YMCA Announced As Anchor For Assemble Chicago In The Loop

Updated rendering for Assemble Chicago by Studio Gang and DesignBridge

A new YMCA has been announced as the anchor tenant for the mixed-use development at 331 S Plymouth Court in The Loop. Located on the intersection with W Van Buren Street directly across from the Harold Washington Library, the project was originally announced in 2021. Dubbed Assemble Chicago, it is being developed by The Community Builders with Studio Gang, DesignBridge, and JAQ working on its design.

View of Downtown Loop Site at 331 S Plymouth Court. Image by C40

View of Downtown Loop Site at 331 S Plymouth Court. Image by C40

The team was chosen from a batch of proposals submitted for a design contest led by the Department of Planning and Development as a part of the C40 Reinventing Cities initiative. The competition was aimed at revitalizing a quieter end of the The Loop, while making it accessible to citizens of all incomes. Thus the new project would replace an existing parking structure on the western edge of Pritzker Park as well as a small portion of the park itself.

Assemble Chicago Finalist. Rendering by Studio Gang

Assemble Chicago Finalist. Rendering by Studio Gang

Rising 20-stories in height with a serrated front facing State Street, the base of the project will be a large three-story active space originally set to include a monumental staircase. However the YMCA announcement included a revised rendering showing the stairs being removed, instead the updated angled facade will incorporate additional space for the fitness club inside. The project would also include $2 million to improve Pritzker Park itself.

Diagram of Assemble Chicago. Diagram by StudioGang

Diagram of Assemble Chicago. Diagram by Studio Gang

The new YMCA location will span 14,000 square-feet of space, creating a full-circle moment since their first outpost opened nearby in 1867. The facility will boast a half-gym, fitness center, a child-care center, and additional spaces for youth and community programming according to Crain’s Chicago. The rest of the space will be filled by a small clinic run by Rush University and a ground floor restaurant.

Assemble Chicago. Rendering by StudioGang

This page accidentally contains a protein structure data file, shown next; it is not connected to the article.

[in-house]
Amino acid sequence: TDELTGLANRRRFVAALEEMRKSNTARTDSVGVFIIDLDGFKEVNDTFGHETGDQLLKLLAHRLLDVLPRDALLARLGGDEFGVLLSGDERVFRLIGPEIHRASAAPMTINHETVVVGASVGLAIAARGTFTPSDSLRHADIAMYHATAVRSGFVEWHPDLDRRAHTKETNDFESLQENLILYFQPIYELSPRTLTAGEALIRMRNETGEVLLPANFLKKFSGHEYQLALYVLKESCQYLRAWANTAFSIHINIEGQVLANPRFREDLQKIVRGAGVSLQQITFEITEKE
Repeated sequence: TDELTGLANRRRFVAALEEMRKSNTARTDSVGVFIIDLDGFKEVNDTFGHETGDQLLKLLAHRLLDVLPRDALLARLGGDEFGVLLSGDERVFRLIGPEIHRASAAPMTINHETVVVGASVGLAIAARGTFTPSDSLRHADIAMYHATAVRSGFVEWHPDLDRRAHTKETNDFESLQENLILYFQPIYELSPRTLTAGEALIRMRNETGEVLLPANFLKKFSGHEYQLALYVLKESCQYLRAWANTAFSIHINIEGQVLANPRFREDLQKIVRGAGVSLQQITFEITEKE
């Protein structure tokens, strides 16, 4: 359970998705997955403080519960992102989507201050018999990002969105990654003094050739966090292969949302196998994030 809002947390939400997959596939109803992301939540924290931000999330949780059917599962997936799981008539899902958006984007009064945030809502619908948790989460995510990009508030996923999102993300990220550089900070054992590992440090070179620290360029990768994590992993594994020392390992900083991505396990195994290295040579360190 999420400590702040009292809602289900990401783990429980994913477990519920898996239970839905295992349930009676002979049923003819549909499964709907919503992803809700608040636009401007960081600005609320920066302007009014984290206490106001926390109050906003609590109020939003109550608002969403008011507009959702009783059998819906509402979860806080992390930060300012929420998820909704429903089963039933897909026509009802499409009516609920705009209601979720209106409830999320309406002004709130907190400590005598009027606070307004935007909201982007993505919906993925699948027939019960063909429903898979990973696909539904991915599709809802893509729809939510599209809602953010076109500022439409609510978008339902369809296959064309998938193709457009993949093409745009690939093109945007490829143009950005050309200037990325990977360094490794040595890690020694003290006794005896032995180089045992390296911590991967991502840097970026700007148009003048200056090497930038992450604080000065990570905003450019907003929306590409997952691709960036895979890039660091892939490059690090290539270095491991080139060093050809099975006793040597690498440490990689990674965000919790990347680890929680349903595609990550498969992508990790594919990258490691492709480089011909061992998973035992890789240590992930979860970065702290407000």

Assemble Chicago. Rendering by Studio Gang

The floors above will hold 207-residential units made up of studios, one-, and two-bedroom layouts, these will be aimed at those making 30- to 80-percent of the Area Median Income (AMI). The $102 million development is still in the process of securing financing prior to moving forward, with the development team hoping to start construction in 2025 as most of the commercial space is now spoken for.

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10 Comments on "YMCA Announced As Anchor For Assemble Chicago In The Loop"

  1. Holabird and Roach | September 26, 2023 at 8:08 am | Reply

    Wow, this compliments the Fisher building nicely, it’s very Chicago School. Looks like a win all around. Build it!

  2. Hi!
    Could the newly proposed YMCA and residential development also include the former Binyon’s Restaurant, now known as the Plymouth Restaurant Building, at 327 S. Plymouth Court?

    This is a wonderful and historic three-story building, which should be considered for incorporation into a larger development, with the historic building also considered for Chicago Landmark Designation as well. There are fewer and fewer of these smaller buildings remaining in the Chicago Loop and every effort should be considered to retain them and link them to new projects in order to save them, as they provide a unique history and also preserve the human scale and link to the past. Thank you for your consideration of this possible idea.
    Ward Miller, Preservation Chicago

    • Hi Ward! I believe the building containing Plymouth restaurant will stay! this project encompasses the parking garage and plaza to the south of it. However it will definitely block its rooftop’s views!

  3. The YMCA may have come full circle as far as location, but the YMCA of Metro Chicago is far away from what they should be as an organization. They have shut down many neighborhood YMCAs with large and active membership, citing financial difficulties, yet can somehow occupy the ground floor in new construction in the loop, and cater to those who can afford to go to college (Columbia, School of the Art Institute, etc.)/pay downtown rent. The facilities that are left in neighborhood locations are there mainly to make a profit off of Section 8 vouchers. Other organizations are better qualified to provide long-term, low income housing, since YMCA housing facilities are one step above those in a flop-house. The Chicago area YMCA might be providing services for whoever is living in the below-median-income units, but this organization has left gaping holes in neighborhoods, especially for children. If the YMCA is are getting any kind of subsidies, I hope that is thoroughly reviewed.

  4. I’m glad they’re improving the park. It doesn’t really serve any function at the moment.

  5. Wow…that “park” has been a dead zone for decades, so this is long overdue. So glad it’s not another luxury rental with Wolf appliances and a dog wash. The planned size is appropriate to its taller neighbors and the color complements the adjacent library. It will, of course, leave the little Plymouth in its shadow. 🙁

  6. Oh! Yet another residential building downtown. Exactly what this area needed! Boo, thumbs down.

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